The wine industry is facing a devastating downturn, says Westbank First Nation Chief Robert Louie.
He says the climate change-related freeze event in December 2022 is one of the key culprits behind the short-term and longer-term effects on Okanagan wine grape crops.
“I have heard of grape growers who have lost 100 per cent of their grape crops,” Louie said.
“Grape growers are feeling the pinch as their losses are significant.”
Louie made the comments during his presentation about the Indigenous people’s impact on the national, provincial and local economy at a Kelowna Chamber of Commerce luncheon held Thursday (Oct. 5) at the Coast Capri Hotel.
Louie, who operates his own winery, said grape growers have faced a two-year downturn in growing conditions.
“The freezing temperatures may be great for icewine makers but it isn’t very good for the rest of us when you combine that with the lack of snow ground cover to protect the plants,” he said.
Louie said grape plant blossom damage has a one-year recovery rate, but permanent damage to grape plants means a five-year costly setback.
“A lot of people are on edge about what has happened with the grapes…I don’t mean to sound the alarm but we need to understand where the industry is at right now.”
Earlier this summer, the Wine Growers British Columbia and Cascadia Partners released a commissioned report about the impact of a freeze event last winter, finding a potential crop reduction of 39 to 56 per cent.
“Our industry-wide research concluded that our worst fears were realized with a 54 per cent reduction in 2023 and 45 per cent of total planted acreage suffering long-term irreparable damage,” said Miles Prodan, president and CEO of Wine Growers British Columbia.
The report found production losses of this magnitude will have a severe impact on the economics of the industry, affecting the revenues of both vineyards and wineries, tax revenues collected by the government, and the livelihoods of agricultural workers and other wine professional professionals with a projected job loss of 381 full-time jobs.
“Our industry has taken several devastating hits over the past several years and this freeze event has really compounded the situation,” said Christa-Lee McWatters, chair of Wine Growers BC.
“The provincial support programs provided relief for some, however, with the widespread impact of climate change we require concerted government efforts in order to sustain the livelihoods of these important local businesses.”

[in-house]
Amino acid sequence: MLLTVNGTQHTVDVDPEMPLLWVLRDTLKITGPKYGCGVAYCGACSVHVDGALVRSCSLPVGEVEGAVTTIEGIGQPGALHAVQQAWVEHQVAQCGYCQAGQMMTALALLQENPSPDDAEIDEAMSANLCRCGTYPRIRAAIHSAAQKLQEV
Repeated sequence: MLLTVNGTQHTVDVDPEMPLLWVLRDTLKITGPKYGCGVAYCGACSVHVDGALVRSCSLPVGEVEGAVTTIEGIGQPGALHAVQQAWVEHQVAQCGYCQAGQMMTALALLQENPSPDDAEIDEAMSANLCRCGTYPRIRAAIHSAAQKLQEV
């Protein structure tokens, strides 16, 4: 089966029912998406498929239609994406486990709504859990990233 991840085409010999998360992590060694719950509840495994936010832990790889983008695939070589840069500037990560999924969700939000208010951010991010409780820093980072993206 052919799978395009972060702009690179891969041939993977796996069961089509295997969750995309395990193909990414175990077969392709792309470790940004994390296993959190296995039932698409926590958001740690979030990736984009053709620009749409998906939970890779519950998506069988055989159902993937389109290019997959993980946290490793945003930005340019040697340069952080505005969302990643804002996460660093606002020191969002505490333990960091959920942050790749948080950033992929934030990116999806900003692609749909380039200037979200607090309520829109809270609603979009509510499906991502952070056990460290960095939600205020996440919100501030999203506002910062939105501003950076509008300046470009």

The hardest hits grape growing areas, the report says, are the South Okanagan, Kelowna and Similkameen Valley, each showing potential losses of 60 per cent or more.
Regarding loss by wine variety, Syrah, Merlot and Cabernet Sauvignon suffered the most each with projected losses of more than 65 per cent.
To counter the grape crop losses, Wine Growers British Columbia launched a new campaign called ‘Fall for BC Wine” this month, encouraging people to choose B.C. wines at liquor stores and restaurants and to visit a B.C. winery this fall.
“Winemaking has never been an industry for the faint of heart – resilience is a prerequisite,” said Prodan.
“However, these setbacks are temporary. We’ve always been fortunate to have enormous support for the wines of B.C. from local consumers and, with them behind us, we know the industry will overcome these challenges.
“We’re looking forward to an exciting future for B.C. wine.”
As part of the campaign, the industry wants to recognize a ‘community hero’ who stepped up for their community during this summer’s wildfire crisis.
Nominees can be a first responder, a community volunteer or someone who took in those in need, with one lucky recipient from the pool of nominees winning an all-expenses paid VIP trip for two to B.C. Wine Country this November.
For more information on this contest, check out the Wine Growers BC website.